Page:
Understanding Gastroparesis

Gastroparesis, or delayed gastric emptying, is a condition in which the muscles in the stomach do not function the way they are not supposed to. People who have gastroparesis experience symptoms of abdominal bloating, feeling full after a few bites, nausea, vomiting, loss of appetite, heartburn, and weight loss. These symptoms may be aggravated by diet. High fat, greasy or high fiber foods aggravate the symptoms in someone who has gastroparesis. Drinking beverages high in fat or carbonation can also aggravate these symptoms. It can be difficult to diagnosis gastroparesis because the symptoms that are found in someone with gastroparesis are also found in other digestive disorders.

The causes of gastroparesis are not completely known. Diabetes is the most common cause of gastroparesis. Diabetes creates high blood glucose levels which over time can damage the vagus nerve. The vagus nerve controls the muscles in the stomach and tells them to contract to break down food in the stomach. If the vagus nerve is damaged the stomach muscles will stop working normally. When the stomach muscles are not working properly, food will move slowly from the stomach to the small intestines. Other identifiable causes of gastroparesis are intestinal surgeries or nervous system disease such as multiple sclerosis and Parkinson’s disease.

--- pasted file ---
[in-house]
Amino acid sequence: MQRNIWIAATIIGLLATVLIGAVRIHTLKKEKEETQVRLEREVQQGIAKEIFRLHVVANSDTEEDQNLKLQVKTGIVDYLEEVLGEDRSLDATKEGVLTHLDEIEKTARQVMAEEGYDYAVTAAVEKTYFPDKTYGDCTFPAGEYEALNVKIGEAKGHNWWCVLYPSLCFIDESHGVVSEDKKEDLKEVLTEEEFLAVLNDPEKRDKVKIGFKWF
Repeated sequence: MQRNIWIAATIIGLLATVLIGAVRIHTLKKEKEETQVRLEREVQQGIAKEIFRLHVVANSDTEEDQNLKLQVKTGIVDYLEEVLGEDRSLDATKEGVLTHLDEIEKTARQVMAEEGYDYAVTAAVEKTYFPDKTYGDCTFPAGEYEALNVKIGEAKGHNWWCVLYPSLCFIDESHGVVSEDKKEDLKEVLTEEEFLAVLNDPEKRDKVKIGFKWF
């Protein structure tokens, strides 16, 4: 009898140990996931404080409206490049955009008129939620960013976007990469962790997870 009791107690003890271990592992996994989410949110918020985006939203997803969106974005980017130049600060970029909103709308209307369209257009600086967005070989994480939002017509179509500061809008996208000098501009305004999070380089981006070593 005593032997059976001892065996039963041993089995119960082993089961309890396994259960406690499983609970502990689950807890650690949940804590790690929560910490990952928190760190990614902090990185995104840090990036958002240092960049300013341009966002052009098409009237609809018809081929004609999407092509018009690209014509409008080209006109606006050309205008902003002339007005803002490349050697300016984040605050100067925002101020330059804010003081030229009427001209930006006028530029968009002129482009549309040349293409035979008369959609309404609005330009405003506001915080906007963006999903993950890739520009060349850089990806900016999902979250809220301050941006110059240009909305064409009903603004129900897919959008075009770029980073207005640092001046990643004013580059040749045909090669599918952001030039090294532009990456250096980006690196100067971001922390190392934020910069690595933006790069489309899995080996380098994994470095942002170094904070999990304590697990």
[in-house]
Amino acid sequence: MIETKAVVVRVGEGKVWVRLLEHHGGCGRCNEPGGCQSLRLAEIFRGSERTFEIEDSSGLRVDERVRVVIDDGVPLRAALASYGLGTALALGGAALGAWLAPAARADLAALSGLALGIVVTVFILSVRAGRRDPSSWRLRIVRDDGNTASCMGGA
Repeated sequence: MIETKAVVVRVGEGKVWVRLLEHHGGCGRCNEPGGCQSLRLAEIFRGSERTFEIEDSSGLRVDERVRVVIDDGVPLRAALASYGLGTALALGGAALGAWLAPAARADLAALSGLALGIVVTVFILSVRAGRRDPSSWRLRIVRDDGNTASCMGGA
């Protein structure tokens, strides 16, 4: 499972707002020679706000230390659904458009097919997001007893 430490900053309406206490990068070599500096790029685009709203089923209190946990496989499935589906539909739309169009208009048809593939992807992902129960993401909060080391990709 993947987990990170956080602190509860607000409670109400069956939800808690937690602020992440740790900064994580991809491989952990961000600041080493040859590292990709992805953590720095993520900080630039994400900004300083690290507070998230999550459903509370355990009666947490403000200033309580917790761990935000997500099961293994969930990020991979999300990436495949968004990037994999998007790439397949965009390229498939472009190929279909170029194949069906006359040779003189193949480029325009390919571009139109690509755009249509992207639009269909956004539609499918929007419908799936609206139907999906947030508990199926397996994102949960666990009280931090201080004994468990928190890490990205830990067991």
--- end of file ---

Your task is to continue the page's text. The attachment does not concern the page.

Gastroparesis is usually treated with diet changes and medications. Your provider will most likely recommend that you eat six small meals per day. It may also be recommended that you drink a non-carbonated drink with each meal and avoid lying down for at least two hours after eating. In cases of severe gastroparesis it may be recommend consuming a pureed diet.

1. “Gastroparesis.” Mayo Clinic. Mayo Foundation for Medical Education and Research, 04 Jan 2012. Web. 4 Feb 2013. 
2. “Gastroparesis.” National Digestive Diseases Information Clearinghouse. U.S. Department of Health and Human Services, 15 Jun 2012. Web. 4 Feb 2013.